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Court Hears Mujahedin Took No Orders

Former Muslim fighter says El Mujahid unit in Bosnia had different rules from Bosnian army.
By IWPR ICTY
The war crimes trial of a former commander of the Bosnian army heard this week that foreign Muslim volunteers managed their own units and had a council that could over-rule government orders.



Aiman Awad, a Syrian citizen and former member of the El Mujahid unit of mainly foreign Muslim fighters, told judges in the trial of Rasim Delic that the volunteers had even tried to stop the Bosnian government signing the 1995 peace deal to end the war, and only reluctantly agreed to go along with it.



Delic is accused of failing to prevent or punish crimes committed by El Mujahid members, who executed and mistreated dozens of captured Serb and Croat soldiers in 1995.



Awad, who testified at special hearing held last week in Sarajevo, told judges that the El Mujahid unit governed itself during the conflict.



“The unit had internal rules that were not those of the BiH army,” he explained.



“The ‘Shura’ was a body made up of members of the unit that decided on every issue. Even when the army command would issue an order, the Shura would decide if we would take part in the attack or not.”



According to the witness, the Shura had so much power that they considered continuing the fight even after the Bosnian army had given the order to stop.



“It was decided that we would not continue because of our good relationship with the Bosnian Muslims. However, if the Shura hadn’t decided that, it wouldn’t have happened,” he said.



The witness said he came to Bosnia at the start of the war in 1992 in order to “fight to help the Muslims here”. He claimed his motivation for coming came from delivering humanitarian aid to Muslim refugees in Croatia and seeing the horrible things they had been through.



According to Awad, the El Mujahid unit was formed in the summer of 1993 at the request of foreign fighters that came from Islamic countries to fight in Bosnia. He claimed that he personally translated the request from Arabic to Bosnian and took it to the command of the 3rd Army Corps.



“The order to form the unit came in June or July 1993. I’m not sure if it came from the army headquarters or the 3rd Corps Command,” he said.



Prosecutor Daryl Mundis played video footage of the formation ceremony of the El Mujahid. The tape was played several times and it showed Abu Haris, the commander of the unit, saying, “Bosnia and the army headquarters have confirmed this ‘El Jihad’ unit as a regular army unit.”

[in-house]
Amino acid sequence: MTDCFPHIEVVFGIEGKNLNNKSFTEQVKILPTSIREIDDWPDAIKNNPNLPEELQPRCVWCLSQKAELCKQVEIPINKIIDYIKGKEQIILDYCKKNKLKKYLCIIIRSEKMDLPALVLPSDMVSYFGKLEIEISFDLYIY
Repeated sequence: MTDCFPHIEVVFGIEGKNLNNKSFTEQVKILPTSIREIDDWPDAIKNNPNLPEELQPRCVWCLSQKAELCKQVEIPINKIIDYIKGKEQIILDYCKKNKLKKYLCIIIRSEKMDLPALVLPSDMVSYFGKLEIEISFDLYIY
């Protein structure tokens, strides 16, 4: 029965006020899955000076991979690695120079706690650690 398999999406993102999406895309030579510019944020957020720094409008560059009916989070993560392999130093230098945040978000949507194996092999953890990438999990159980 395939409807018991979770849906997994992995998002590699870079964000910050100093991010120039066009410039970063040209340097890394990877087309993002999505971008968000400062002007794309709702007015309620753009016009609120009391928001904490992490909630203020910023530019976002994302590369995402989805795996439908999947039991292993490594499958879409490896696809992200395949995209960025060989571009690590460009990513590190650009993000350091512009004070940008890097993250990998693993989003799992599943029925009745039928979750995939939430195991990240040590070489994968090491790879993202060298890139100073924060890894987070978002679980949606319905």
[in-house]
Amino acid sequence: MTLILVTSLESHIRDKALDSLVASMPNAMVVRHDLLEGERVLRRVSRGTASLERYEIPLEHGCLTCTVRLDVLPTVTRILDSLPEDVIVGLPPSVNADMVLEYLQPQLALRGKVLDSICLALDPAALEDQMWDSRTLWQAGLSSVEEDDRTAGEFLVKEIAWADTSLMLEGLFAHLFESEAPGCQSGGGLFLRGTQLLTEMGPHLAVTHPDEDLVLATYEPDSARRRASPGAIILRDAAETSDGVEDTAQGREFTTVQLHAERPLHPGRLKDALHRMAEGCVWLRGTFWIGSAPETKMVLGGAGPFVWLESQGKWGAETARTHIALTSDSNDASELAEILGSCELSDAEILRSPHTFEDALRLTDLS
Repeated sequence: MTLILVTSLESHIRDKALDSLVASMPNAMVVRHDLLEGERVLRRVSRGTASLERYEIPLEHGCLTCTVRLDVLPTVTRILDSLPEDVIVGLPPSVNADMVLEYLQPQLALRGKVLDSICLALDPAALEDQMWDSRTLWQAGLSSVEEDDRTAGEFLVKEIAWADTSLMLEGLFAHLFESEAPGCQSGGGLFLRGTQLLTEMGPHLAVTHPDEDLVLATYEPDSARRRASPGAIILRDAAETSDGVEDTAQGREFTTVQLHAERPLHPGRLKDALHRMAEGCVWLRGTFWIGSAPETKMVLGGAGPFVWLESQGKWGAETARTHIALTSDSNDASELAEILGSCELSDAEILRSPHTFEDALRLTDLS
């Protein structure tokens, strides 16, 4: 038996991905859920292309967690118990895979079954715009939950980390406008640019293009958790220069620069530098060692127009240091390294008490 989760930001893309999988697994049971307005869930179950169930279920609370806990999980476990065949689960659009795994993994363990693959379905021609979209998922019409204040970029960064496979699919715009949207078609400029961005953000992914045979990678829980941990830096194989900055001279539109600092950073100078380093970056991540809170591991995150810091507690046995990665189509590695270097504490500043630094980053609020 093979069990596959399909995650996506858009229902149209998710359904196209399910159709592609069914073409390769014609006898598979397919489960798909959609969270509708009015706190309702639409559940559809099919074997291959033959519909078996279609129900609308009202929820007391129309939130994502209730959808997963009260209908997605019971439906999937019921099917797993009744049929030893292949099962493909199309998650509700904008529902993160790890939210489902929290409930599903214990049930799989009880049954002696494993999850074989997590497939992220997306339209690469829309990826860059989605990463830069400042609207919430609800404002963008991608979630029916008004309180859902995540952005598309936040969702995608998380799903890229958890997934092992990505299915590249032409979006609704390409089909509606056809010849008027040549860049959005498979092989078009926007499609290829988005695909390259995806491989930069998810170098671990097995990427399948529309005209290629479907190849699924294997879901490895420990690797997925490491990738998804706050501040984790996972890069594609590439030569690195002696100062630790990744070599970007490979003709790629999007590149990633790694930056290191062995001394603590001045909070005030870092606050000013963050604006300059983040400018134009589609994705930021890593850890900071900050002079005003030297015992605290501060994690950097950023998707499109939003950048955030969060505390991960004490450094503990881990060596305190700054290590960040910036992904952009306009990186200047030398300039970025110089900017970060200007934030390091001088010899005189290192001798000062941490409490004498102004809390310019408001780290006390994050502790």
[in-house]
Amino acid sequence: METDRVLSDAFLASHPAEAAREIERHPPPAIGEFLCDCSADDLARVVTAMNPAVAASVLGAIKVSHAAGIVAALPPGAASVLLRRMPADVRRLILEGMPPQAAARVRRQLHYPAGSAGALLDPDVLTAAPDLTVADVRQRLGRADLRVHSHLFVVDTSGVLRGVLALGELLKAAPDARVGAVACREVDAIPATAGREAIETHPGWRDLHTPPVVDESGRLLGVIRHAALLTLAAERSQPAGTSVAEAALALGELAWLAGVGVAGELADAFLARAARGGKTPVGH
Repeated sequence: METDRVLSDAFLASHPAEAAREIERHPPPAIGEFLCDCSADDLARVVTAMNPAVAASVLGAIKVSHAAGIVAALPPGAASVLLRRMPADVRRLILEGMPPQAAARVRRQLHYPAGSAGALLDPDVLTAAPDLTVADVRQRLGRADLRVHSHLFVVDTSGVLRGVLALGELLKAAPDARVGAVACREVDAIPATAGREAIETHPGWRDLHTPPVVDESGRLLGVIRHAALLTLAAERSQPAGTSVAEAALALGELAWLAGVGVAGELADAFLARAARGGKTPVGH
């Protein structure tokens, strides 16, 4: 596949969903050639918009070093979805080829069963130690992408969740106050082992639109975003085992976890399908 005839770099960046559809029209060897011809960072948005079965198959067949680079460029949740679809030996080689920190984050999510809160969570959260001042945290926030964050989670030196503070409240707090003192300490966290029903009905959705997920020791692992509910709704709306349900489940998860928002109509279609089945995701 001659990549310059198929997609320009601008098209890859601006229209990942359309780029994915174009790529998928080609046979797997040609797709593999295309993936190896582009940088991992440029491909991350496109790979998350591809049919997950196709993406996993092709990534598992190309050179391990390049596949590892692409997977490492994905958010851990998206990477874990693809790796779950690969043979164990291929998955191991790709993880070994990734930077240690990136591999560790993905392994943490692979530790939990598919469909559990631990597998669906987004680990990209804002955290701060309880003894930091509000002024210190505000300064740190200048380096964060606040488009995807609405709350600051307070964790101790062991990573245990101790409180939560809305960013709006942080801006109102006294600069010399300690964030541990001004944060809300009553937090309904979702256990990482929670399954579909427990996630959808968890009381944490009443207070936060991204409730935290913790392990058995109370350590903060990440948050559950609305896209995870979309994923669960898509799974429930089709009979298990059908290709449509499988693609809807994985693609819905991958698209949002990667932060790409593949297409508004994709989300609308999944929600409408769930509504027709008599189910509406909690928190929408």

Aiman Awad explained that El Jihad was another name for El Mujahid. According to the indictment, Delic in August 1993 ordered the creation of the unit within the army’s 3rd Corps.



The witness also stated that the formation of this unit was important because “there was a group of Bosniaks, along with the foreigners, that left their units in order to join ours, and they didn’t want to be considered deserters. Also, we wanted our unit to be legitimate, and not considered a paramilitary force”.



He claimed that he worked as a translator inside the group, and so was present at “meetings between the command of the 3rd Corps and the command of the unit, when orders were being given”.



Awad went on to give detailed explanations of military activities, as well as the role of the El Mujahid unit.



According to the indictment, in July and September 1995 the unit attacked the Krcevine and Vozuca villages in the Zavidovici municipality. During these attacks, large groups of hostages were taken and placed in the Kamenica camp for detainees, where they were subject to torture and murder by the mujahedin soldiers.



Delic is charged with knowing about these activities, being in a position to stop them, and not doing so.



During his cross examination by the defence, the witness admitted there were members of the unit that left before the end of the war who had committed some horrible crimes.



He smiled throughout much of his testimony, and even joked about certain questions he considered unimportant. He was also seen to wink at Delic during breaks in proceedings.



When he was asked to speak about the end of the war and the disbanding of his unit, Awad burst into tears, and the hearing had to be stopped for several minutes.



On regaining his composure, Awad then testified that Alija Izetbegovic, the then-president of Bosnia, had told his unit the news about the end of the war and that Delic had been present at the meeting.



“Members of the El Mujahid unit tried to convince President Izetbegovic that he shouldn’t sign a peace accord, but he kept saying that the war has to end,” stated Awad.



The witness also recalled the farewell dinner that was organised in honour of the disbanding of the unit.



“Rasim Delic was present there, and he expressed his gratitude to the members of the unit for all their help,” he said.





The witness testified in Sarajevo instead of The Hague, because he lacks a passport and wouldn’t have been able to return to Bosnia had he left. The trial will continue on February 14 in The Hague.



Denis Dzidic is an IWPR reporter in Sarajevo.

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